dory banner

Peapods

Peapod on display

Origins of Peapods

Peapods, like Dories were originally the sturdy working boats of fishermen. Peapods are natives of the NE United States. Their origins is lost in mists of time but John Gardner speculates that the proto-peapods were probably at least partly derived from the seagoing canoes used by the Passamaquoddy indians. Sturdy double ended boats have been developed in many parts of the world and there were certainly double ended boats on the east coast of North America before they acquired the label of peapod.

Whatever the origin of these peapods they were magnificently well suited to the use they were put to. They were used by fishermen first as fishing boats, then as lobster boats. They had to be reliable and trustworthy in big waves and had to be easy to row. They also had to resist capsizing as the heavy weight of the lobster traps was hauled over the edge. The fishermen would sometimes row their peapods standing up, using longer oarlocks, looking forward to steer around obstacles and islands. They would also sit facing backwards and row. Since peapods were made with both ends in the same shape, it did not matter which way you rowed Some of the older peopods that have been preserved, show 2 rowing positions.

Unlike Dories, which were built quickly from a few planks and sometimes quite lightly to allow for easy stacking, peapods were built with some heft to them. Many ancient descriptions of peapods remark on the fact that they were heavy boats. Some old peapods weighted in at over 300 pounds. Considering that they rarely went over 15 ft in length this is quite a lot of weight. This weight worked in the peapod's favour settling the boat in waves and chop and keeping it steady as the nets or traps were hauled in from the side. Since peapods did not have to be lifted out and stacked on deck their weight was not a problem.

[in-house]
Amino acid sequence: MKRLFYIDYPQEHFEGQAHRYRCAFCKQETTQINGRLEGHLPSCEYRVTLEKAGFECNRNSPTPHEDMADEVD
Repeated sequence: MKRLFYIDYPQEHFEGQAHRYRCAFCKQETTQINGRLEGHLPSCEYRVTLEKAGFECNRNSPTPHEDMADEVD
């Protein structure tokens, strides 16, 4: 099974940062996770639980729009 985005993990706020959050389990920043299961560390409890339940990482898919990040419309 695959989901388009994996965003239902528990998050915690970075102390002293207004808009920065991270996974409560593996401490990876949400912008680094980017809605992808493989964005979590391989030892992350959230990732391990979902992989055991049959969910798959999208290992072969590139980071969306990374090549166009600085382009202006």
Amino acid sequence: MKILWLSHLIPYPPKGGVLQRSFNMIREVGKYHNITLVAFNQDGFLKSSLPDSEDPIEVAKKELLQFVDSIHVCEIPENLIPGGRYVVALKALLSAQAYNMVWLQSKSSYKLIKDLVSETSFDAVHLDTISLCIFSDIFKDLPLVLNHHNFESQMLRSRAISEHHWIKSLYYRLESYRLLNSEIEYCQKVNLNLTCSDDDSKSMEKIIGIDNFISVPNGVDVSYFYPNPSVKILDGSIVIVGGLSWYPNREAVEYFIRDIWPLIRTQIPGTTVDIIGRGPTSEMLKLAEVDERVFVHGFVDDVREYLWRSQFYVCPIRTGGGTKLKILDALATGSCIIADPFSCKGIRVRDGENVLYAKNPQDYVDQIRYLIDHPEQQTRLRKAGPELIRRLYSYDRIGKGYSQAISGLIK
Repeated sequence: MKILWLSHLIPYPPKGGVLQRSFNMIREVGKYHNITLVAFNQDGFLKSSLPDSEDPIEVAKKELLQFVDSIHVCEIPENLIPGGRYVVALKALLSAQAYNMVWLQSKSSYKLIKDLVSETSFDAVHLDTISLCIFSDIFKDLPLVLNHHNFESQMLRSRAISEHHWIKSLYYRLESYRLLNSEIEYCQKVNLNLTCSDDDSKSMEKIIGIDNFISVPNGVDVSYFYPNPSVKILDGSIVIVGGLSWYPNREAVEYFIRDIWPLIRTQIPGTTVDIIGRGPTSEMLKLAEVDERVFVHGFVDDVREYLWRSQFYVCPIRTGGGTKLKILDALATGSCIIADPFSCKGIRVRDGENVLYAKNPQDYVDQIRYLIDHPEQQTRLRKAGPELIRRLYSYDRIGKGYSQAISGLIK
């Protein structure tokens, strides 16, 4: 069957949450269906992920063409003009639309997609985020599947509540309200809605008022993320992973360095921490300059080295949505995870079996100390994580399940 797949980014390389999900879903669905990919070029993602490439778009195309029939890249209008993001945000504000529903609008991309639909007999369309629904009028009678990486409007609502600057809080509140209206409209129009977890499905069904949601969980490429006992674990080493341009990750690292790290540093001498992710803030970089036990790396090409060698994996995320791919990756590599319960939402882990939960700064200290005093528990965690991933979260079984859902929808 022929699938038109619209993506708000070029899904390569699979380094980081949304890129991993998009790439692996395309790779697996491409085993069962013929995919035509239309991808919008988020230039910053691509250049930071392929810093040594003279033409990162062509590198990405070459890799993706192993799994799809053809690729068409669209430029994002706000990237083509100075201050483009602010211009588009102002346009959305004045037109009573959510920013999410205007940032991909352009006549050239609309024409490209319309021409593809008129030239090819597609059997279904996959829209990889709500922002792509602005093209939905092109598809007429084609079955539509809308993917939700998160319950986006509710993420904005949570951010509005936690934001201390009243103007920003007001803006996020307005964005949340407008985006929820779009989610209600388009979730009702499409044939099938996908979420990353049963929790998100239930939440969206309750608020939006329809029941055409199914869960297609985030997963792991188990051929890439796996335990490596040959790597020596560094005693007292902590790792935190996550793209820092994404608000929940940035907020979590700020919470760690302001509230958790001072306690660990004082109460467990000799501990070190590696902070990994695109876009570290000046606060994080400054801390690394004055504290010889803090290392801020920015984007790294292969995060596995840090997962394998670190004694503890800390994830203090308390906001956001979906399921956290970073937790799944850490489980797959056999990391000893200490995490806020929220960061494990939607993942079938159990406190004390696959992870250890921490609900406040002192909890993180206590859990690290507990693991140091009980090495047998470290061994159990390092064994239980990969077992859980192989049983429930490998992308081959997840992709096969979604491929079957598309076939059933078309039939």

clinker or lapstrake and carvel planking

Construction of Peapods

Peapods are found in either lapstraked construction (clinker built) or carvel planked. Both construction methods are still in use. Carvel planked boats result in smooth hulls that are easier to refinish but heavier since planks need to be thicker. Lapstrake construction results in a lighter boat since the construction allows for thinner planks. The stem and keel are usually found to be made of oak or other heavy wood, often bent. The planking is usually a lighter wood often cedar.

The keel varies as to the intended use of the boat and in some cases was replaced by a much flatter plank. This made beaching easier. If the boat was to be beached a worm shoe or replaceable board was installed. If the boat was to be sailed as they often were, the keel could be deeper.

Depending on the intended use of the boat, the bottom can have quite a lot of rocker or be quite flat. Rowing peapods often have more rocker. The width of the boat also varies as does the shape of the hull at the front and back where it might have a slight hollow to cut into waves better.

Rocker is a term used to define an arc from bow to stern along the bottom of the boat. It is rocker that allows the boat to spin about its center and makes it more easily turned.

Sailing Peapods

The old peapods used spritsails with no boom to knock over the fisherman, later other rigs were used including the Gunther sail. Fishing boat that used a sail sometimes had a comb like structure to hook the rudder to free the fisherman to tend to nets and traps.

Modern Peapods

Peapods are still around but they are mostly used for recreation. Modern peapods are considerably lighter than their ancestors and have been modified to deal with the reduction of weight. They are often flatter on the bottom and have less deadrise. (The amount of V shape in the bottom of a hull is known as deadrise.)

Many designers offer their plans for peapods, I have included some on the sidebar.

Its nice to have a light boat, but putting a few bottles of water along the keel often improves the handling of light boats.


email me if you find mistakes, I'll fix them and we'll all benefit: Christine